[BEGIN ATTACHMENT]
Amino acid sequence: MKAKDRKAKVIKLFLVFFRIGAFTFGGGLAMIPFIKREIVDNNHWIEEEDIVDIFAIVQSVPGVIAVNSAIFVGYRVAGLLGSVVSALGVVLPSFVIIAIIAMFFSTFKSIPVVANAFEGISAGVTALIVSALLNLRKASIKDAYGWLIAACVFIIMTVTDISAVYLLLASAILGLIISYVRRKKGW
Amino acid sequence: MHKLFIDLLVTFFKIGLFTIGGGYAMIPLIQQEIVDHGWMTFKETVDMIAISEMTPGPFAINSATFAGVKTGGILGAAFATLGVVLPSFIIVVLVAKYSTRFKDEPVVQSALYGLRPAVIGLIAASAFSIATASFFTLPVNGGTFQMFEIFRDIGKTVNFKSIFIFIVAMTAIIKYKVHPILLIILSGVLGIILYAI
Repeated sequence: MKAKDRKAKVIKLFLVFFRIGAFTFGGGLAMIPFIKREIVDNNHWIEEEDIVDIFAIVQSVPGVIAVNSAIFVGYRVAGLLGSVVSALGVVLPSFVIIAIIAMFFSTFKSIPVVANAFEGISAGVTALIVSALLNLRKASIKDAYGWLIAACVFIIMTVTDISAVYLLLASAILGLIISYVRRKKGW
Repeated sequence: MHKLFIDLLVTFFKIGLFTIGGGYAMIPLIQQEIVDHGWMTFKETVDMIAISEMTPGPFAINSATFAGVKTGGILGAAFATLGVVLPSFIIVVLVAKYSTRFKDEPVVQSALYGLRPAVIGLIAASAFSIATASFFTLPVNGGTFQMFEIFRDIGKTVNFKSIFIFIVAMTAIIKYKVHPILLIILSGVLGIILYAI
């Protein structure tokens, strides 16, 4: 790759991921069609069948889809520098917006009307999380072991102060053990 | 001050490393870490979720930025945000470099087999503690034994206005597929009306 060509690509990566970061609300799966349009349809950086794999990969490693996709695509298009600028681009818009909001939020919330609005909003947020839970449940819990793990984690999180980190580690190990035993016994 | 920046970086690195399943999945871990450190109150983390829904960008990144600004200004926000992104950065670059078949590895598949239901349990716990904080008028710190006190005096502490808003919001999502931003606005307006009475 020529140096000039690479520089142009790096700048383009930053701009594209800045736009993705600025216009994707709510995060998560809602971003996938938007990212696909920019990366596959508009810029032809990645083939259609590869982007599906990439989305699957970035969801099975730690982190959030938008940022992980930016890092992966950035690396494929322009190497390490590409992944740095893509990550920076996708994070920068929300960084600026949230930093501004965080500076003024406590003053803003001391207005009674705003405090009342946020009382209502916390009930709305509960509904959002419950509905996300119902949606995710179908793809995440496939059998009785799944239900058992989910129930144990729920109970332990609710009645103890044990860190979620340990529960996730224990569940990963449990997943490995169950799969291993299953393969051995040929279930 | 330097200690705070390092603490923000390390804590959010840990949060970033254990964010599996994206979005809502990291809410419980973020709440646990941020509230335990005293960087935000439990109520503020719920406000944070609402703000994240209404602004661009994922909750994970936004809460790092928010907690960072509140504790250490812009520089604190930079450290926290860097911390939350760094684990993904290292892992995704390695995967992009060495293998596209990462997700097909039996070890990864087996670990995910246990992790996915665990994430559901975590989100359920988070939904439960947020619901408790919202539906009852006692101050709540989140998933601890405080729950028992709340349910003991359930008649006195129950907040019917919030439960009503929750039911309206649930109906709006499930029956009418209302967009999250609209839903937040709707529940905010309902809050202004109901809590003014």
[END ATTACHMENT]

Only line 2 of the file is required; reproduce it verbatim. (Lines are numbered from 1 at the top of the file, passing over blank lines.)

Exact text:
Amino acid sequence: MHKLFIDLLVTFFKIGLFTIGGGYAMIPLIQQEIVDHGWMTFKETVDMIAISEMTPGPFAINSATFAGVKTGGILGAAFATLGVVLPSFIIVVLVAKYSTRFKDEPVVQSALYGLRPAVIGLIAASAFSIATASFFTLPVNGGTFQMFEIFRDIGKTVNFKSIFIFIVAMTAIIKYKVHPILLIILSGVLGIILYAI